Army Sergeant First Class Willie James Marshall (right) holds a rocket-propelled grenade found August 15, 2004 in the An Najaf cemetery in Iraq. U.S. Army soldiers are searching through the mausoleums, tombs and catacombs of the cemetery for weapons caches, improvised explosive devices and anti-Iraqi forces.
When Iraqi forces knocked out an M1A1 Abrams tank in August 2003, many speculated about the weapon they used. Mainstream opinion was the Iraqi forces had a new antitank weapon because their old RPG-7s were incapable of taking out the world’s most potent, heavily armored tank. But it was, in fact, most likely an RPG-7. Like the tanks it was originally designed to kill, the RPG has progressed and become capable of engaging more-modern armored vehicles. Rarely has an antitank weapon had such a long service life: over time, most targets evolve beyond a weapon’s capabilities. Fortunately, injuries to the tank’s crew were minor, but the August 2003 incident showed the 42-year-old RPG-7’s viability.
RPG In Wartime
The RPG-7 has seen action in virtually every conflict. During Vietnam, U.S. troops erected wire-mesh fences around their base camps to detonate RPG rounds (by shorting the firing circuit) launched by Viet Cong (VC) and North Vietnamese (NVA) forces. Needless to say, the circuit’s shortcoming has long been corrected. The RPG has also proved effective against helicopters: a typical VC or NVA tactic was to wait until a chopper flared for landing and then fire an RPG into it.
The Soviets learned the same lesson in Afghanistan, when the Mujahideen turned RPGs into anti-helicopter weapons. In Somalia, the U.S. learned it again. (This was graphically documented in the book Black Hawk Down.) Forty years on the RPG-7 survives in frontline service with the Russian military and others.
How It Works
The RPG-7 succeeded the RPG-2, itself derived from the World War II German Panzerfaust antitank weapon. The RPG’s concept is simple: the launcher is essentially a tube with grip stocks and a sight (the RPG-2 has basic iron sights; the RPG-7, stadiametric optical sights for hitting moving targets). To load and fire the weapon, a cardboard booster tube is screwed to the rocket-grenade base, and the entire assembly is then inserted into the launcher tube from the muzzle end. An index notch on the launcher’s muzzle engages a stud on the grenade’s rocket motor to ensure that the booster percussion primer is aligned with the launcher firing pin.
The firing mechanism constitutes a trigger and single-action hammer that must be cocked to fire the grenade. The hammer strikes a firing pin that impinges on the booster’s primer, firing it by the age-old percussion method. The booster fires and ejects the grenade out of the launch tube. After about 10 meters, the rocket motor ignites and carries the grenade to its maximum range. Once the rocket motor ignites, the rocket velocity increases from 120 to 150 meters per second (mps) to upwards of 300 mps. With a competent grenadier, most PG-7 grenades have approximately a max range of 500 meters and an effective range of 300 meters. The grenade self-destructs after 5 seconds. Because the RPG-7’s warhead is outside the launch tube, the warhead’s diameter can vary. On the other hand, anti-armor weapons like the M72 LAW and the AT4 have warheads inside their launch tubes, which limit the warheads’ diameters.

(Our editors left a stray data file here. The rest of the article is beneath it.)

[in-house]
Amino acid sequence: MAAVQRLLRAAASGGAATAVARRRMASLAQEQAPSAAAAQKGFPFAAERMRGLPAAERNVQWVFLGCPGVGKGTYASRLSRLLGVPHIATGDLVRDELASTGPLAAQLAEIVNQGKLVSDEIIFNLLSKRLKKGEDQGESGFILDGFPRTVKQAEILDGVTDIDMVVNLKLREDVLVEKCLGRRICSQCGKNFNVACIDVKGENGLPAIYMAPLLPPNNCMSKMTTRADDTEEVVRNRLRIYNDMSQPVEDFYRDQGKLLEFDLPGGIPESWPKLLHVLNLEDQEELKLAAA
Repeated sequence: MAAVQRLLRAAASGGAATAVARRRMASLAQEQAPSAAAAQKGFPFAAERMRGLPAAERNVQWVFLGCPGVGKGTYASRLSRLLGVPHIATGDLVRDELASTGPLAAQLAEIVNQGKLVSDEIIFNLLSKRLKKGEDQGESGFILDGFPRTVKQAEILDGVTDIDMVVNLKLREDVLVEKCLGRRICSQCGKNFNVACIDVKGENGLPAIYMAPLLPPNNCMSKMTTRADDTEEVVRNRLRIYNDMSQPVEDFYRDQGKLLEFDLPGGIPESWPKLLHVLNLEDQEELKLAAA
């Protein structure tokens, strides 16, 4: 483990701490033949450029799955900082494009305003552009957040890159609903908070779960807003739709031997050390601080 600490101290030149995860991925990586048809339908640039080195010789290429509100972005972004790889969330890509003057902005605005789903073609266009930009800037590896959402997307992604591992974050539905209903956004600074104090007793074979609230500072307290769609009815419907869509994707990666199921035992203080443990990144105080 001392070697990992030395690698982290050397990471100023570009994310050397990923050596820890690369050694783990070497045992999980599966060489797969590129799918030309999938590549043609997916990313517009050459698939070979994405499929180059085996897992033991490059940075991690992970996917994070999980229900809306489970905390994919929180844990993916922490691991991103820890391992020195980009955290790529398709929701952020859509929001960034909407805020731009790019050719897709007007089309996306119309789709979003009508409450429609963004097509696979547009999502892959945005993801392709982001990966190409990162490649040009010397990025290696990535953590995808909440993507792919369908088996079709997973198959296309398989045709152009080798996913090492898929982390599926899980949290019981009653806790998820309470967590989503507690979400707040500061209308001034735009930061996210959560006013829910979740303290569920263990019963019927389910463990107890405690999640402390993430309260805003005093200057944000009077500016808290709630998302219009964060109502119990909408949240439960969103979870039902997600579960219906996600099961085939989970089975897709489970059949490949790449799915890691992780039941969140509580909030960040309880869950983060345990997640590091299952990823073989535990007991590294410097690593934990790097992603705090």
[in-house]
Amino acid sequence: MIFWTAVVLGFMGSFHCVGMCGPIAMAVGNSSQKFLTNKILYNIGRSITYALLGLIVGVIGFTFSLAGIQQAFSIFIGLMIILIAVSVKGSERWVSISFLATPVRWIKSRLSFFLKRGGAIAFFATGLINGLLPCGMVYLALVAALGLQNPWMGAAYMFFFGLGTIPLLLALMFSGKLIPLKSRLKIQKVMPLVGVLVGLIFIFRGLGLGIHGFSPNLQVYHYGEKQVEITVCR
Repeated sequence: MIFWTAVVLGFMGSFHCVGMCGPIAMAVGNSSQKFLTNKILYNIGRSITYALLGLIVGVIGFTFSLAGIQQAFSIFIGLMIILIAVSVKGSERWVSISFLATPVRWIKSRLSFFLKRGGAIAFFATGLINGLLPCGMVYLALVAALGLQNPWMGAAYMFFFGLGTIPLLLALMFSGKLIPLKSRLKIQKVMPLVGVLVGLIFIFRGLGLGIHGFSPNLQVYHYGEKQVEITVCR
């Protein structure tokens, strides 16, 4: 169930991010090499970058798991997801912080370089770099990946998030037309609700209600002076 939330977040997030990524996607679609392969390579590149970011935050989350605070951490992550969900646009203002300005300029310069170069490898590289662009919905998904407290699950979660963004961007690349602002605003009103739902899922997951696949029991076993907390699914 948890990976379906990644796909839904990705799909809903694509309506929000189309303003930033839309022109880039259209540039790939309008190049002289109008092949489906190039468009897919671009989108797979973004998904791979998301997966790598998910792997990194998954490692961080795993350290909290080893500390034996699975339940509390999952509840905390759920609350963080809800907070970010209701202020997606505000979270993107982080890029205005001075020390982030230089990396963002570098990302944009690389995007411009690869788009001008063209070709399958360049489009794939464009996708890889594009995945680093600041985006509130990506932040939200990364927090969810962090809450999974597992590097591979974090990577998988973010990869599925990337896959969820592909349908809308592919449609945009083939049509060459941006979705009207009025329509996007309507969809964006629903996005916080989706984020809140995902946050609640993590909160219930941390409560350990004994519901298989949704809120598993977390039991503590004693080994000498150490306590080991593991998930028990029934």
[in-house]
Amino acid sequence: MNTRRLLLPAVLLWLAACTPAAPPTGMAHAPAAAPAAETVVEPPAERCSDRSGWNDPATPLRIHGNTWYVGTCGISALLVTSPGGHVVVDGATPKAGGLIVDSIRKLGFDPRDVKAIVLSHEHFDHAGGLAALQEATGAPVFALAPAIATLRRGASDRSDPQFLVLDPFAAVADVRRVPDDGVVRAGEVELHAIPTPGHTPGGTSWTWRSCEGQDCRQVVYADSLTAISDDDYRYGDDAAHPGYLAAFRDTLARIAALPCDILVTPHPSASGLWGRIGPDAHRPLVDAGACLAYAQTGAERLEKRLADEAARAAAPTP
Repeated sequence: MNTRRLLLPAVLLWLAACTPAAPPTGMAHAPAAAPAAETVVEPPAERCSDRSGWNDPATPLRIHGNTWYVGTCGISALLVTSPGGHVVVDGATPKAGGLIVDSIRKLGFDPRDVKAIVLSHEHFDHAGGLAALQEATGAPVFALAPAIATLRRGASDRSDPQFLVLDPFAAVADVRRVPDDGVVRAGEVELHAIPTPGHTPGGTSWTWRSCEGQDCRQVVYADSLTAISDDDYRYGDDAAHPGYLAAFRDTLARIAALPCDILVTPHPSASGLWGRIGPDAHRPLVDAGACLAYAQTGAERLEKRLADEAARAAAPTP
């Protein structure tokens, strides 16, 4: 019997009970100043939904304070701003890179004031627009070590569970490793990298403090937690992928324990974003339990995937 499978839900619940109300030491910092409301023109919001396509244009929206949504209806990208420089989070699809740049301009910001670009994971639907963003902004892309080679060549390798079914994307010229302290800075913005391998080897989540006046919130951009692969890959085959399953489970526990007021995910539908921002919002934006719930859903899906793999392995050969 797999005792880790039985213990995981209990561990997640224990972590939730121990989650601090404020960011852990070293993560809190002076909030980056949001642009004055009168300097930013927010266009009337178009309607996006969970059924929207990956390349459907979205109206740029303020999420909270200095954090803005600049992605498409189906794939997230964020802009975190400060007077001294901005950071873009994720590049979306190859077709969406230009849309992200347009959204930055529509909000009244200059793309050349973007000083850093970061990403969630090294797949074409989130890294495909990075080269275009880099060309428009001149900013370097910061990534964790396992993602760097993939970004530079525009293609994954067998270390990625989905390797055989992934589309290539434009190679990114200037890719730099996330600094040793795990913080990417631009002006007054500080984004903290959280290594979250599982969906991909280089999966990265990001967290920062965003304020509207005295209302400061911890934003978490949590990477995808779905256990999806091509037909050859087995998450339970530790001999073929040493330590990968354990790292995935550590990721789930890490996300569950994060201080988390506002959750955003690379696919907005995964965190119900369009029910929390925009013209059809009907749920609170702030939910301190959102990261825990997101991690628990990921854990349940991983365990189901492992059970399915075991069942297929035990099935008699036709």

The original RPG-7, slightly different from current models, was modified shortly after its introduction. Redesignated the RPG-7V, it continued to the present day virtually unchanged. In 1968, an airborne model, the RPG-7D (“D” is for desant, or Russian for “parachute”), was introduced. It could be disassembled into two sections when the airborne grenadier jumped. Both the RPG-7V and -7D have a bore diameter of 40mm and the same length when ready to fire. The latest models are the RPG-7V1 and RPG-7D1, which have specifications identical to their predecessors.
Russia is not the only producer of the RPG-7: Bulgaria, China, Iraq, Iran, Pakistan, Poland and Romania also produce the weapon, a testament to its simplicity and excellence. Widespread use of the RPG-7 continues across the world, and the weapon is offered from several manufacturers (and on the gray and black markets).
A short-lived variant of the RPG-7, the RPG-16, showed up in a few Soviet units in the early 1980s. The RPG-16 had a 58.3mm launch tube, which probably increased its range, though doing so would have been problematic without some kind of guidance feature. The RPG-16 was never marketed outside Russia, likely being a prototype given to their troops for testing. It was never adopted; Russia promotes the RPG-7 to this day.